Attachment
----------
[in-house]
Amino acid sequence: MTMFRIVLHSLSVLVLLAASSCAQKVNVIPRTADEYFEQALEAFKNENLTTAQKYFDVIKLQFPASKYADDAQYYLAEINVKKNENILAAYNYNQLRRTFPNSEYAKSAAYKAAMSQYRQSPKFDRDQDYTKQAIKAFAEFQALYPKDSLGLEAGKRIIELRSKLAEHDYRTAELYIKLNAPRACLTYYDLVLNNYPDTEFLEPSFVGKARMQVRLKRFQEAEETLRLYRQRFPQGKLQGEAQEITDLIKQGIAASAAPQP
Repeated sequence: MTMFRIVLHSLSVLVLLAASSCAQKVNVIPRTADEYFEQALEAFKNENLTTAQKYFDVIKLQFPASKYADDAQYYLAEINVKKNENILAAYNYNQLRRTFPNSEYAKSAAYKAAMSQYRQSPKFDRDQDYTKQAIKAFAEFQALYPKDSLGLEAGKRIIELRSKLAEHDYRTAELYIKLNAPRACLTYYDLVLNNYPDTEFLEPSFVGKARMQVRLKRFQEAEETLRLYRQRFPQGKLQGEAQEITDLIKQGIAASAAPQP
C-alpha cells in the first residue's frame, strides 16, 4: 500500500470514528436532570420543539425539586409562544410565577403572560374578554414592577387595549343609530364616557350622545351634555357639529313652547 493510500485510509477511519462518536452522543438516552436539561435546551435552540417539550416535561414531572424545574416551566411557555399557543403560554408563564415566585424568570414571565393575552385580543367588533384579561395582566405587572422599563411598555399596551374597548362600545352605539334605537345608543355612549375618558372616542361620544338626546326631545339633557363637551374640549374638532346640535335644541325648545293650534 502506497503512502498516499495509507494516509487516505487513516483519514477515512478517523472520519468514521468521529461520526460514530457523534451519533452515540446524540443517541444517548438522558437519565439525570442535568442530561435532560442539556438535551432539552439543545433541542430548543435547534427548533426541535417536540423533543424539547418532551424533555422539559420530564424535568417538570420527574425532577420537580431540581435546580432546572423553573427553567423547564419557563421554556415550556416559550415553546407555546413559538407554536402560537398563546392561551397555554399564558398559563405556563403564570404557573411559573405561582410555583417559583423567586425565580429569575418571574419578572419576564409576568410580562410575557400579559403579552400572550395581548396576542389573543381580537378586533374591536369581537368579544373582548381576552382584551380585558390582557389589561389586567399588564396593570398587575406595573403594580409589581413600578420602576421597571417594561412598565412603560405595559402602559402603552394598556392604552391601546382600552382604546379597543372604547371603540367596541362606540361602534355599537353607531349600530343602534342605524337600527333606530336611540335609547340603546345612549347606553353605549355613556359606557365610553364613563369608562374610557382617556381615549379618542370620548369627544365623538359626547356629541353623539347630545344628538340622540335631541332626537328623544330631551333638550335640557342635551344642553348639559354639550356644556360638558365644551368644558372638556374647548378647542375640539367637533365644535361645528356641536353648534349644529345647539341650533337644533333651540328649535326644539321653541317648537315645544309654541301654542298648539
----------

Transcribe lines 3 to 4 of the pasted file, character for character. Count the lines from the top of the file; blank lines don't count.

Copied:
Repeated sequence: MTMFRIVLHSLSVLVLLAASSCAQKVNVIPRTADEYFEQALEAFKNENLTTAQKYFDVIKLQFPASKYADDAQYYLAEINVKKNENILAAYNYNQLRRTFPNSEYAKSAAYKAAMSQYRQSPKFDRDQDYTKQAIKAFAEFQALYPKDSLGLEAGKRIIELRSKLAEHDYRTAELYIKLNAPRACLTYYDLVLNNYPDTEFLEPSFVGKARMQVRLKRFQEAEETLRLYRQRFPQGKLQGEAQEITDLIKQGIAASAAPQP
C-alpha cells in the first residue's frame, strides 16, 4: 500500500470514528436532570420543539425539586409562544410565577403572560374578554414592577387595549343609530364616557350622545351634555357639529313652547 493510500485510509477511519462518536452522543438516552436539561435546551435552540417539550416535561414531572424545574416551566411557555399557543403560554408563564415566585424568570414571565393575552385580543367588533384579561395582566405587572422599563411598555399596551374597548362600545352605539334605537345608543355612549375618558372616542361620544338626546326631545339633557363637551374640549374638532346640535335644541325648545293650534 502506497503512502498516499495509507494516509487516505487513516483519514477515512478517523472520519468514521468521529461520526460514530457523534451519533452515540446524540443517541444517548438522558437519565439525570442535568442530561435532560442539556438535551432539552439543545433541542430548543435547534427548533426541535417536540423533543424539547418532551424533555422539559420530564424535568417538570420527574425532577420537580431540581435546580432546572423553573427553567423547564419557563421554556415550556416559550415553546407555546413559538407554536402560537398563546392561551397555554399564558398559563405556563403564570404557573411559573405561582410555583417559583423567586425565580429569575418571574419578572419576564409576568410580562410575557400579559403579552400572550395581548396576542389573543381580537378586533374591536369581537368579544373582548381576552382584551380585558390582557389589561389586567399588564396593570398587575406595573403594580409589581413600578420602576421597571417594561412598565412603560405595559402602559402603552394598556392604552391601546382600552382604546379597543372604547371603540367596541362606540361602534355599537353607531349600530343602534342605524337600527333606530336611540335609547340603546345612549347606553353605549355613556359606557365610553364613563369608562374610557382617556381615549379618542370620548369627544365623538359626547356629541353623539347630545344628538340622540335631541332626537328623544330631551333638550335640557342635551344642553348639559354639550356644556360638558365644551368644558372638556374647548378647542375640539367637533365644535361645528356641536353648534349644529345647539341650533337644533333651540328649535326644539321653541317648537315645544309654541301654542298648539